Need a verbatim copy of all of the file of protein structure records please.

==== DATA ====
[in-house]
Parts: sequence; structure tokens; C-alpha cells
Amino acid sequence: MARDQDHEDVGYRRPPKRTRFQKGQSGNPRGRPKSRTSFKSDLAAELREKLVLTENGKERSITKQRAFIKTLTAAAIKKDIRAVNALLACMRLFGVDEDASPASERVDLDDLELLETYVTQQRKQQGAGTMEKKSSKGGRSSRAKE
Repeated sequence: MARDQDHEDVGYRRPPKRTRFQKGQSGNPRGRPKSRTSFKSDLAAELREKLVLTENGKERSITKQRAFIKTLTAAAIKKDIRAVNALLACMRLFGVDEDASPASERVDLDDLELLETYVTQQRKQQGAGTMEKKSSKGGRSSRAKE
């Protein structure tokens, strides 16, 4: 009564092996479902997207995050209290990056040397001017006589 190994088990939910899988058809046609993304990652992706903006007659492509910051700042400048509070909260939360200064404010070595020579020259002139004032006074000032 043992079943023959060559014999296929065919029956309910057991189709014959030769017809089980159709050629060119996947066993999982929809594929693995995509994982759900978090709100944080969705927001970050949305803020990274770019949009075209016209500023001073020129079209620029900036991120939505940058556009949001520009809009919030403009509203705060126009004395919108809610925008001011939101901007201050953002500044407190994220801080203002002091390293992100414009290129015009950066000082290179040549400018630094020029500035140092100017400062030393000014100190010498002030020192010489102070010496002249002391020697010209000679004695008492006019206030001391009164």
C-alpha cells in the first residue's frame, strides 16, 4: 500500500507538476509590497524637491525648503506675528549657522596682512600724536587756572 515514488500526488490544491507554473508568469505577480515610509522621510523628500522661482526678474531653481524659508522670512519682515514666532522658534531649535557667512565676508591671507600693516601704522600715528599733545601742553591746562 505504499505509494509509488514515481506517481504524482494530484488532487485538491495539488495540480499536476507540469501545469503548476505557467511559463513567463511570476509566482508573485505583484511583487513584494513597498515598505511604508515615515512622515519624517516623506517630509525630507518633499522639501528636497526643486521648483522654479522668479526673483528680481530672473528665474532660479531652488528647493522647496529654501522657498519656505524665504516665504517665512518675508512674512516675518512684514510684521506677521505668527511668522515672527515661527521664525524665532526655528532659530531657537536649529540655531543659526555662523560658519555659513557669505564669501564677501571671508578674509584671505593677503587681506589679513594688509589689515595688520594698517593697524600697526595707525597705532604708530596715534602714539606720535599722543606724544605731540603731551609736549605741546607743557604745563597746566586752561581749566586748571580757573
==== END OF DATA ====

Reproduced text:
[in-house]
Parts: sequence; structure tokens; C-alpha cells
Amino acid sequence: MARDQDHEDVGYRRPPKRTRFQKGQSGNPRGRPKSRTSFKSDLAAELREKLVLTENGKERSITKQRAFIKTLTAAAIKKDIRAVNALLACMRLFGVDEDASPASERVDLDDLELLETYVTQQRKQQGAGTMEKKSSKGGRSSRAKE
Repeated sequence: MARDQDHEDVGYRRPPKRTRFQKGQSGNPRGRPKSRTSFKSDLAAELREKLVLTENGKERSITKQRAFIKTLTAAAIKKDIRAVNALLACMRLFGVDEDASPASERVDLDDLELLETYVTQQRKQQGAGTMEKKSSKGGRSSRAKE
């Protein structure tokens, strides 16, 4: 009564092996479902997207995050209290990056040397001017006589 190994088990939910899988058809046609993304990652992706903006007659492509910051700042400048509070909260939360200064404010070595020579020259002139004032006074000032 043992079943023959060559014999296929065919029956309910057991189709014959030769017809089980159709050629060119996947066993999982929809594929693995995509994982759900978090709100944080969705927001970050949305803020990274770019949009075209016209500023001073020129079209620029900036991120939505940058556009949001520009809009919030403009509203705060126009004395919108809610925008001011939101901007201050953002500044407190994220801080203002002091390293992100414009290129015009950066000082290179040549400018630094020029500035140092100017400062030393000014100190010498002030020192010489102070010496002249002391020697010209000679004695008492006019206030001391009164």
C-alpha cells in the first residue's frame, strides 16, 4: 500500500507538476509590497524637491525648503506675528549657522596682512600724536587756572 515514488500526488490544491507554473508568469505577480515610509522621510523628500522661482526678474531653481524659508522670512519682515514666532522658534531649535557667512565676508591671507600693516601704522600715528599733545601742553591746562 505504499505509494509509488514515481506517481504524482494530484488532487485538491495539488495540480499536476507540469501545469503548476505557467511559463513567463511570476509566482508573485505583484511583487513584494513597498515598505511604508515615515512622515519624517516623506517630509525630507518633499522639501528636497526643486521648483522654479522668479526673483528680481530672473528665474532660479531652488528647493522647496529654501522657498519656505524665504516665504517665512518675508512674512516675518512684514510684521506677521505668527511668522515672527515661527521664525524665532526655528532659530531657537536649529540655531543659526555662523560658519555659513557669505564669501564677501571671508578674509584671505593677503587681506589679513594688509589689515595688520594698517593697524600697526595707525597705532604708530596715534602714539606720535599722543606724544605731540603731551609736549605741546607743557604745563597746566586752561581749566586748571580757573